An illustration of folklore character Vasilissa the Fair

Vasilissa the Fair & What was in Baba Yaga’s Soup?

In which we enter the world of Russian folklore and ask impertinent and possibly irrelevant questions about a soup called Solyanka. Vasilissa the Fair is a Russian wonder tale, as collected by Alexander Afanasief. In this unusual story, the heroine comes up against not only the traditional wicked stepmother and envious stepsisters but also a dangerous Baba Yaga.

Who or what is a Baba Yaga?

Baba Yaga, a famous supernatural being of Slavic folklore is a fascinating character. She appears in many stories and no Baba Yaga is exactly the same as another. This nature spirit is often ambiguous, sometimes helpful, more often not. She is sometimes even plural (three sisters). Every story contains a different Baba Yaga. She has also been known to eat people, often children (this is where we stretch the definition of ambiguous).

Baba Yaga often appears as a pagan goddess of the woods, associated with death and the harvest. She always has store cupboards filled to the brim with grain and wheat and lots of preserved meat.

The incredibly cold and hard winters of Russia ensured many of the original listeners to these tales would have understood that these stores meant the difference between life or death.

The Soup (definitely child-free)

In this story food, or lack of it plays a large part both in Vasalissa’s home and in the hut in the woods. I discuss what that means from the perspective of the story in the podcast. It is befitting the story that this week’s recipe is inspired by the foods in Baba Yaga’s well stocked hut rather than in Vasalissa’s unhappy home. Baba Yaga dines plentifully on soup and meats amongst other rich, filling foods.

There are several traditional soups that this could be but Solyanka seems a good fit with its use of smoked meats and preserved vegetables. Solyanka is a salty, sour, spicy soup first mentioned in 15th Century Russian texts. It has now spread across Russia and former eastern bloc countries in many variations. There is much argument about its origins as many other sources have it as dating from 17th century Ukraine.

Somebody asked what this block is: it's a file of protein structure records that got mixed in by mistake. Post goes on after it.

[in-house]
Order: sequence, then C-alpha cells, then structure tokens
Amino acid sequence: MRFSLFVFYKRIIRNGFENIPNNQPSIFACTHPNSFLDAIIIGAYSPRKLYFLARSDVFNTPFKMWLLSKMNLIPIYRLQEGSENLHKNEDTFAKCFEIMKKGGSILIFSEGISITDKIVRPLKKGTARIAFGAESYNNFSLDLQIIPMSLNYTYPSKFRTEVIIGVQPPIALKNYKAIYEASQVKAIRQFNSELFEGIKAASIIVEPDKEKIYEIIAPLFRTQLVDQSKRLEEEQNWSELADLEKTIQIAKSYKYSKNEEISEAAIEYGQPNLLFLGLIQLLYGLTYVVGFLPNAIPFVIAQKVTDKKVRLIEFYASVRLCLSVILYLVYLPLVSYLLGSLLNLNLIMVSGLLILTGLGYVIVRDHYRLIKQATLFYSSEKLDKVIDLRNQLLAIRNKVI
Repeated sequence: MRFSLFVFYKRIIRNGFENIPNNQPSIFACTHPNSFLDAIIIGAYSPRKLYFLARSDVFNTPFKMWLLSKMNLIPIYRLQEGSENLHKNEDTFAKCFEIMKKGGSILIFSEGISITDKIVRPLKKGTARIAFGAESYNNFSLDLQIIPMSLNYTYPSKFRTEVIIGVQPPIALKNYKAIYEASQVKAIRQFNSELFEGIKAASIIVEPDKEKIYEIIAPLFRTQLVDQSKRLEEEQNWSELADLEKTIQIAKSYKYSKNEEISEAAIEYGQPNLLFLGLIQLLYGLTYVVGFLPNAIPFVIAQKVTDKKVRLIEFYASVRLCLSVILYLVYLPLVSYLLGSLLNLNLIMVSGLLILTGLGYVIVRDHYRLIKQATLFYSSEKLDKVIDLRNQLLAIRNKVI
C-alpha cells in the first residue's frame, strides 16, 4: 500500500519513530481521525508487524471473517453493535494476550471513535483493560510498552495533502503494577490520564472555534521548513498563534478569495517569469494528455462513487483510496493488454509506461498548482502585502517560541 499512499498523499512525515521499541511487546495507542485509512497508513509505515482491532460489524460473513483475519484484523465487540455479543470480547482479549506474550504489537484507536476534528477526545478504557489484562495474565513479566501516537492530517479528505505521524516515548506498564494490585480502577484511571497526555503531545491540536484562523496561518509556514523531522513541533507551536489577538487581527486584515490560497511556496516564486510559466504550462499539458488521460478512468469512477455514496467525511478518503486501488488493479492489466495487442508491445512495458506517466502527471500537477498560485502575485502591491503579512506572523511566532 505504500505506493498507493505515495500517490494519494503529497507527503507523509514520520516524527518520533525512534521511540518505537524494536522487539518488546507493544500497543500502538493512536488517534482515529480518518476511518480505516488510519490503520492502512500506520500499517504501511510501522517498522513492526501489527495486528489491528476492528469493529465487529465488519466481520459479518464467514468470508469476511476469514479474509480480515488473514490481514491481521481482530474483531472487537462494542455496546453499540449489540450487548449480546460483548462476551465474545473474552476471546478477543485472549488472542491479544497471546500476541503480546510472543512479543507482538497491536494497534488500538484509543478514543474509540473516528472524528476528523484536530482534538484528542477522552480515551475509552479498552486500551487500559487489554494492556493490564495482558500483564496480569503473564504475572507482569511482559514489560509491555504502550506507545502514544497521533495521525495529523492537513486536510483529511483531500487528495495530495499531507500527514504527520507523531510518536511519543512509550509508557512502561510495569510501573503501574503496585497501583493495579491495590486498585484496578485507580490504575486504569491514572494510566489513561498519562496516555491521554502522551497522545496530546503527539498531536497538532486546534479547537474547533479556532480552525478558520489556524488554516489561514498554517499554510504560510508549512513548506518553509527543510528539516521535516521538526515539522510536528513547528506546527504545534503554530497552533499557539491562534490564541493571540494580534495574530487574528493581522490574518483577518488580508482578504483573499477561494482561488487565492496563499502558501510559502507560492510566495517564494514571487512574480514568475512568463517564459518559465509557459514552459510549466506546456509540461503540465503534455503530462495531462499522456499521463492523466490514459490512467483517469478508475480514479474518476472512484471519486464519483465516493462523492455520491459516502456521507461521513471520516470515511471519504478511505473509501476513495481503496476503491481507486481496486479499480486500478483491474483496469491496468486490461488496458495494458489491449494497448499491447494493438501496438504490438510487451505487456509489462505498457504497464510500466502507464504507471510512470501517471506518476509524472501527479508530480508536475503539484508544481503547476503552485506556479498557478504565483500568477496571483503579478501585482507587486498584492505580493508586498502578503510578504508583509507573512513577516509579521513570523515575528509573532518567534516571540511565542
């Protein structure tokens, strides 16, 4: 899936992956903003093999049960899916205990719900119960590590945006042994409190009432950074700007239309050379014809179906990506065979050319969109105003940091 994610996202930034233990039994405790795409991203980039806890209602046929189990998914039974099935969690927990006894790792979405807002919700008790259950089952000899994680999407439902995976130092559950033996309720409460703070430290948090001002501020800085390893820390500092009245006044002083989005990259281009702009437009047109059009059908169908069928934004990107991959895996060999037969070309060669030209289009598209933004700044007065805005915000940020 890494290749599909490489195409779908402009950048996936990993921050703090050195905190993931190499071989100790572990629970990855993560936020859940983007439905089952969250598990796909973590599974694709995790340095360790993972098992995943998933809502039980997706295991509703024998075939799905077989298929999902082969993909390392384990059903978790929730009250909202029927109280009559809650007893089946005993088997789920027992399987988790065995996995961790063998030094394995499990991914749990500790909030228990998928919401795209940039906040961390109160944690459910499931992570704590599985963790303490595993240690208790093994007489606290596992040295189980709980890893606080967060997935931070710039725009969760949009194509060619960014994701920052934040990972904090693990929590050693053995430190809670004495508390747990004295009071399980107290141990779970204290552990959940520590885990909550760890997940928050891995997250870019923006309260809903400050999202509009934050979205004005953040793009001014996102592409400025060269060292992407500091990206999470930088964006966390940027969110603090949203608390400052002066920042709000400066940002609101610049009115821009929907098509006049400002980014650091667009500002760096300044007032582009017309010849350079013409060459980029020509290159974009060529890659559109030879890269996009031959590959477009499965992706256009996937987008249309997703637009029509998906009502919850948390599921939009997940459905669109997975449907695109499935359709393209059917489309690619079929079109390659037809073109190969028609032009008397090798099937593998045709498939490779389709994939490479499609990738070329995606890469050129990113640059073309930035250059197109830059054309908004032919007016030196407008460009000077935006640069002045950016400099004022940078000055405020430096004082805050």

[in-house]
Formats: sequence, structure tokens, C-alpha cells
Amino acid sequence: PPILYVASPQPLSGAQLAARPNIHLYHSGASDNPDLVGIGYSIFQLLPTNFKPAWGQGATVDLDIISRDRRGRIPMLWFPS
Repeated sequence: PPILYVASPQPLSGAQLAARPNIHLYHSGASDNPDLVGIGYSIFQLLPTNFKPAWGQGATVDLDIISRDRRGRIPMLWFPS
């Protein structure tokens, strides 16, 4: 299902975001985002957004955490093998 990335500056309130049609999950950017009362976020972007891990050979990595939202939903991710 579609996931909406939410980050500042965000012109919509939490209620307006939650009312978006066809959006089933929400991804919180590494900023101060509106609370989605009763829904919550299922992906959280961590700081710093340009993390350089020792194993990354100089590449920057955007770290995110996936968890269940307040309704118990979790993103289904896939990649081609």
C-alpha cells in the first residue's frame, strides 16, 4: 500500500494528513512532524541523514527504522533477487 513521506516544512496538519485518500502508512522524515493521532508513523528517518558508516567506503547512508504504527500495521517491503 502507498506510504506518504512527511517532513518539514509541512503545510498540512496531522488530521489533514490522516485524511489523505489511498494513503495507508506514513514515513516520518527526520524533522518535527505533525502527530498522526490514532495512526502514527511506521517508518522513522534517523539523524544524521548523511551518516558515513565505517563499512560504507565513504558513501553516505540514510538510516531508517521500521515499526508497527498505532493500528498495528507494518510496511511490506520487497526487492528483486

The source of the name is also a point of contention: many sources believe it comes from the Russian word for salt. However, others feel that it originates from the Russian word for female villager and could just as easily be translated as village soup or peasant soup.

Solyanka – A soup trilogy

The confusion probably comes from the fact that historically there were at least three types of Solyanka, one based on meat, one on mushrooms and cabbage and one on fish. The saltiness and sourness originally came from the salted preserved vegetables that were used in all the varieties as fresh vegetables were almost impossible to come by in the hard northern winters.

There are thousands of variations of this soup including in two of my favourite recipe books: Mamushka, Recipes from Ukraine & Beyond by Olia Hercules and Kachka, A Return to Russian cooking by Bonnie Frumkin Morales. These are both definitely soup recipes with wonderful stock bases and preserved meats and vegetables but they are still very different.

Are we sure it isn’t a stew?

I however came across Solyanka in quite a different format, much more like a stew but with similar salty, sour ingredients. My first taste of Solyanka was on a freezing night in a Lithuanian restaurant, accompanied by vast amounts of caraway rye bread and strong, dark beer. Sadly the restaurant has since closed down, but I have been left with wonderful memories.

I had to find a way to make it at home from taste memory. Starting with about 10 recipes and picking out what seemed to be familiar flavours I developed the recipe below. It is inauthentic but eating it takes me back to that memorable evening and is as close as I can get.

Some Vague Disclaimers

However be warned, this is extremely rich and filling and there is a lot of it. If you make the full recipe make sure you have a big pan and I would either have a few people to feed or freezer space available. It does freeze beautifully and like any other stew, benefits greatly from an overnight rest in the fridge. I’m lucky enough to have several excellent Eastern European food shops nearby which provided me with excellent smoked sausages, gherkins, preserved mushrooms and sauerkraut. However, you can probably get them in the specialist food aisle in the supermarket.